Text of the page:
Share your story Part I
Two days in a row I had two experiences back to back where sharing stories helped heal and possible save someone’s life. In the weeks after my daughter’s death, my youngest daughter started experiencing excruciating back pain. I called my massage therapist that I knew would cover the treatment with our insurance. I told her that my 19-year-old daughter had passed away and that my that my 15-year-old daughter was having terrible back pain. She asked if she could call me. I thought that was a bit strange for scheduling an appointment, but I sent a message that she could indeed call me.
Over the phone she gave me healing and clear-cut bible verses that I needed to hear. She knew my religious beliefs. This was definitely something she had not done before. They were the verses I really needed to hear such as Matthew 18:12 “What do you think? If a man owns a hundred sheep, and one of them wanders away, will he not leave the ninety-nine on the hills and go to look for the one that wandered off?” She also quoted Isaiah 43:1 “But now thus says the Lord, he who created you, O Jacob, he who formed you, O Israel: “Fear not, for I have redeemed you; I have called you by name, you are mine”.
She went on to tell me her daughter had died the same way as my daughter, almost exactly the same way, three years earlier. She didn’t share this with clients, she didn’t want to burden them with her story. Through the next few weeks it was actually me that went to see her weekly. She would talk to me about the burdens of grief, the difficulty of taking care of children while walking through your darkest hours. She would pray over me and talk to me about her experiences as I asked her about them. I realized how blessed I was to have such a supportive community. I was brought meals, I had a memorial service, I buried my daughter in a beautiful setting led by my supportive church and family community, someone came and cleaned my house before family came, I was given a massage gift card, plants for a memorial garden, a gift basket with lotions, hundreds of cards and also donations towards the American Foundation for Suicide Prevention where I have vowed to help others with severe depression so my daughter’s legacy could live on. She had none of that. She bought herself flowers, she went back to work only a week later, took her daughter’s child and help place her with her father and without a shred of anything to memorialize except a t-shirt from her daughter’s dyer she found and bravely marched on.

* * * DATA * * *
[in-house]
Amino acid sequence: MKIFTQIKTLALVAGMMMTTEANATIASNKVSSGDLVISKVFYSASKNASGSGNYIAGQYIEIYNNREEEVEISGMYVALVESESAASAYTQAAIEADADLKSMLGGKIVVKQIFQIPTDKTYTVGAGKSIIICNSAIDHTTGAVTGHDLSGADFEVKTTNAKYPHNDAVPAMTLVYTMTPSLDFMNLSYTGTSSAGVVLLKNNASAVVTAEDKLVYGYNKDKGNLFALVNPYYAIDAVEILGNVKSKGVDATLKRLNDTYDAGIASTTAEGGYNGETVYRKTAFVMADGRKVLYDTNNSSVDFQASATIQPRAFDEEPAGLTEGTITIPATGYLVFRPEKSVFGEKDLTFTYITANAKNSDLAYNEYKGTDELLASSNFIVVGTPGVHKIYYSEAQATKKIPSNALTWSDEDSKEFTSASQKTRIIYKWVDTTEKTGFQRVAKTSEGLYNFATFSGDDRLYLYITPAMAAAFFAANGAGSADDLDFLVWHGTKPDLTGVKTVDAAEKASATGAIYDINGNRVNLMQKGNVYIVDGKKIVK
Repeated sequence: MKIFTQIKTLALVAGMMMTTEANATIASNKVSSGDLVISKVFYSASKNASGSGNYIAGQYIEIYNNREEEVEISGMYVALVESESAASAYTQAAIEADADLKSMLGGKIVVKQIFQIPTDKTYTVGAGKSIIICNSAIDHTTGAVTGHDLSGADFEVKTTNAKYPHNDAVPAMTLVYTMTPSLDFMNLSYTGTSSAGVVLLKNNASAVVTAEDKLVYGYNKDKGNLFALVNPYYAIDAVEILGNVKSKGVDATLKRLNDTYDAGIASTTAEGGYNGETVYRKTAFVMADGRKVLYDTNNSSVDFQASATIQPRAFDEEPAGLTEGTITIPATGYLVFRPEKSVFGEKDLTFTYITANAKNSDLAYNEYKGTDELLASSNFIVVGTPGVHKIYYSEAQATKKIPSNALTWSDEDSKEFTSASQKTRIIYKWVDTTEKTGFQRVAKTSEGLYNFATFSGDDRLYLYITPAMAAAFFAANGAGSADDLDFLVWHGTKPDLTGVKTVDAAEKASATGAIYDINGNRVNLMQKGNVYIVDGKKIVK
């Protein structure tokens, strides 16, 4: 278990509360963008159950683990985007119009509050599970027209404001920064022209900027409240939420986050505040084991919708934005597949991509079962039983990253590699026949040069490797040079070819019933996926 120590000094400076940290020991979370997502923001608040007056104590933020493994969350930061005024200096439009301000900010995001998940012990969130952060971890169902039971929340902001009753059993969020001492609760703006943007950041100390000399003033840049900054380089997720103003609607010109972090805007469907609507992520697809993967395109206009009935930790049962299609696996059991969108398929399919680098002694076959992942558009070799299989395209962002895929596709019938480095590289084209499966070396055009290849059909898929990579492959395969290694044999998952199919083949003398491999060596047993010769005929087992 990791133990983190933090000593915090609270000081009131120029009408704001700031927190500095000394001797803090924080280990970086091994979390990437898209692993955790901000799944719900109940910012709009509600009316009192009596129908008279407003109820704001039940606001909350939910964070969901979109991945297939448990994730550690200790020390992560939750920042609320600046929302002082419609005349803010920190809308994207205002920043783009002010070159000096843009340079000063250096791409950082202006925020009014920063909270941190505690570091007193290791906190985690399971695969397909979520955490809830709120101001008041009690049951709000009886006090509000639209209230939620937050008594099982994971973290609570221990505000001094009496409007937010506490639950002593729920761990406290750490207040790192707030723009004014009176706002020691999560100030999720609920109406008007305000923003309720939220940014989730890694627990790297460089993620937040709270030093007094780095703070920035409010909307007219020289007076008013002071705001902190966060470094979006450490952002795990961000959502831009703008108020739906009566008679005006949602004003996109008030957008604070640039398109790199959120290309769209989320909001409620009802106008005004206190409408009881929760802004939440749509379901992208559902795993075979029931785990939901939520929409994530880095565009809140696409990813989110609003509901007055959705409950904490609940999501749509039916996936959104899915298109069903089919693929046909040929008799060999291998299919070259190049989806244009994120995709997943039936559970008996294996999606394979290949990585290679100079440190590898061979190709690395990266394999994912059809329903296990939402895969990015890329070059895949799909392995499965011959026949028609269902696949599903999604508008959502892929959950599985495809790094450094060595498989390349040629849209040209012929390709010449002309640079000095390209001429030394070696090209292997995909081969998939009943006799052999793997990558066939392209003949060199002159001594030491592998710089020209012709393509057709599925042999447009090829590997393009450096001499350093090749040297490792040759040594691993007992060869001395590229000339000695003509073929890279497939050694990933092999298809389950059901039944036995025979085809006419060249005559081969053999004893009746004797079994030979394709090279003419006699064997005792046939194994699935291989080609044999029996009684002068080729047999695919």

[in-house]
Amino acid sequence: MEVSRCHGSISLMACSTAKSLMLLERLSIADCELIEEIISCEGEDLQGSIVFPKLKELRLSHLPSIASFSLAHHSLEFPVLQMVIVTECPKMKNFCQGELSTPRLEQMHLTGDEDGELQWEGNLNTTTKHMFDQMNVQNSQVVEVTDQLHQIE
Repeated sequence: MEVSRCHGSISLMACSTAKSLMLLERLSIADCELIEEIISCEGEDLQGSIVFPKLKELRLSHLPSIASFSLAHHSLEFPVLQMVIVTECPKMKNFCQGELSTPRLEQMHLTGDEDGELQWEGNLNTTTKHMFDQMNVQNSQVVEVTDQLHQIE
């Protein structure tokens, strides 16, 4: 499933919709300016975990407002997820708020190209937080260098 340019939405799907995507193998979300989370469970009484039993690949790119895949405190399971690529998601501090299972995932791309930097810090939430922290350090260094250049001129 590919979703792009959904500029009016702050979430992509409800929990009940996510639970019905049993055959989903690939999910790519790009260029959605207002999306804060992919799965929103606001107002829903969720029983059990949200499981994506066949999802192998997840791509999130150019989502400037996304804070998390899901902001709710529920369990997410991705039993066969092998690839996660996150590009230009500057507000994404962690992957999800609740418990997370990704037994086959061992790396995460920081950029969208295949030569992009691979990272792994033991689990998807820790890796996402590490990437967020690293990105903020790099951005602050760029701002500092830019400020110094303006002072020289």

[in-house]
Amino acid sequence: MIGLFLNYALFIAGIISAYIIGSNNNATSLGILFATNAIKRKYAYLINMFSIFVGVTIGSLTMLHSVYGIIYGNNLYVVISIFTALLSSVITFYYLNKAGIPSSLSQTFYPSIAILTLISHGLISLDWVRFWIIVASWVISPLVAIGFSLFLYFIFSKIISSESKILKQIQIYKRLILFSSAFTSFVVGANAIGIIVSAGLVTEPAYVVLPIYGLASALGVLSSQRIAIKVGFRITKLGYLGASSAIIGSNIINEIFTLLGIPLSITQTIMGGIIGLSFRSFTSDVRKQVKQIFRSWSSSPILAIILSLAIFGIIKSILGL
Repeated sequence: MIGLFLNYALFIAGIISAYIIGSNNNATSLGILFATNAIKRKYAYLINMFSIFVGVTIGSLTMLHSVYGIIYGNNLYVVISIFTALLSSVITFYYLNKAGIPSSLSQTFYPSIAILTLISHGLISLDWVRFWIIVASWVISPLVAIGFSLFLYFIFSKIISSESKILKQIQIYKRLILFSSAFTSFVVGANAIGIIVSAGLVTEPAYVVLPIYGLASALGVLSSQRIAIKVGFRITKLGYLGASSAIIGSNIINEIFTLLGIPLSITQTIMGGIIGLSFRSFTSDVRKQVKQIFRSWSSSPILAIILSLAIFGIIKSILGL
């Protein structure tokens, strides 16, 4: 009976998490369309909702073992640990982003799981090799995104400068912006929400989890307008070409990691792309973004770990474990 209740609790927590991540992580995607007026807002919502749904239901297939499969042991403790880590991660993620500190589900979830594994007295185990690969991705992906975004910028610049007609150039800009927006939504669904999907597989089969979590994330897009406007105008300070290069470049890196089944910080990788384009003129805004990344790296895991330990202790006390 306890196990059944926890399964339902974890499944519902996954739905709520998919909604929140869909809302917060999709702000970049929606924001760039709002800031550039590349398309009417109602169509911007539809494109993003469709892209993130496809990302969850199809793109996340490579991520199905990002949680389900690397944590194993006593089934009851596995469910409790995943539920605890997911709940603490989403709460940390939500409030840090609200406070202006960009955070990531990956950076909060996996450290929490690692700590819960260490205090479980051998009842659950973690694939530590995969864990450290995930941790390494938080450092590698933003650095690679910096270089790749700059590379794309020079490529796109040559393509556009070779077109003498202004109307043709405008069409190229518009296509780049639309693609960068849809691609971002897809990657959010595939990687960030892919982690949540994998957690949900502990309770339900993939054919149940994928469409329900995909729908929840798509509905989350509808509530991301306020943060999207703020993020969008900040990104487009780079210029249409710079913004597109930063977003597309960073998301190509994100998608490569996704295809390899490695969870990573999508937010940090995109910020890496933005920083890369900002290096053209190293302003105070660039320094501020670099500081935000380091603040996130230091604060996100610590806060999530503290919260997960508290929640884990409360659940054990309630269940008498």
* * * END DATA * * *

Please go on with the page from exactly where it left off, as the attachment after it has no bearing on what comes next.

I encouraged her to go see her grand-daughter even if she wasn’t invited. I gave her the idea to buy a jewelry set that she would have given her daughter to give to her grand-daughter because she was extremely sad that she had nothing to pass on that belonged to her mother. I had been given the idea by my mother-in-law that gave me a beautiful birthstone set that she was saving for my daughter, but never had the chance to give it to her. I started thinking about how I had quite a bit of my daughter’s jewelry and I asked her what her daughter’s birthday was since my daughter’s birthstone was green or emerald for her birthday May 25th, 1998.
I was laying face down, and in my birthday suit so to speak, with a sheet and blanket over me. As she was rubbing the intense knots out of my spine and neck she said, “my daughter’s birthday was May 25th, 1988.” I sat up straight off the table, exposing all that God gave me, with tears in my eyes, “That is my daughter’s birthday!”
Out of 365 days of the year, after seeing her for over three years, we shared camaraderie in our grief. As she was healing me with her hands and prayers I was healing her with the ability to be able to share her story finally with someone who understand the deep heartache of loosing a daughter and just so that we wouldn’t think this was all a coincidence, they also shared a birthday. All I can say is, when given the opportunity, share your story.